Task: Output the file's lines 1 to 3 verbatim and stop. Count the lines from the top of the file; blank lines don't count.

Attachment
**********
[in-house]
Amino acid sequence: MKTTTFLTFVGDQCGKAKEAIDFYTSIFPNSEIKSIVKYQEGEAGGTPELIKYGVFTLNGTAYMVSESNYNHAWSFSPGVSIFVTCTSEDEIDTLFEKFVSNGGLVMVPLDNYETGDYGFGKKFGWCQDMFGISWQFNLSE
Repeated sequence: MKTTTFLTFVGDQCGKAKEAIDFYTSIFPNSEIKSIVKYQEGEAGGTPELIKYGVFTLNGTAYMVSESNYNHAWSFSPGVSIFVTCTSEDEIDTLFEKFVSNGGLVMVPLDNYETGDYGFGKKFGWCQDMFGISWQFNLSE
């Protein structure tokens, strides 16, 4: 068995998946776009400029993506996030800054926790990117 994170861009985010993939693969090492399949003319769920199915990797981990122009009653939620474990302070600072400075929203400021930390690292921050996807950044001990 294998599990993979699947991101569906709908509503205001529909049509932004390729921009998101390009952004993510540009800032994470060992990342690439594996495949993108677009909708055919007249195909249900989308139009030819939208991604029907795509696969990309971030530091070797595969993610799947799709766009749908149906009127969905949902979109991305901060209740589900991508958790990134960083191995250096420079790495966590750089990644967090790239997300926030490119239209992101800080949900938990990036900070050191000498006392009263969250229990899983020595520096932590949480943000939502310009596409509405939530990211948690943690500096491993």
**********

[in-house]
Amino acid sequence: MKTTTFLTFVGDQCGKAKEAIDFYTSIFPNSEIKSIVKYQEGEAGGTPELIKYGVFTLNGTAYMVSESNYNHAWSFSPGVSIFVTCTSEDEIDTLFEKFVSNGGLVMVPLDNYETGDYGFGKKFGWCQDMFGISWQFNLSE
Repeated sequence: MKTTTFLTFVGDQCGKAKEAIDFYTSIFPNSEIKSIVKYQEGEAGGTPELIKYGVFTLNGTAYMVSESNYNHAWSFSPGVSIFVTCTSEDEIDTLFEKFVSNGGLVMVPLDNYETGDYGFGKKFGWCQDMFGISWQFNLSE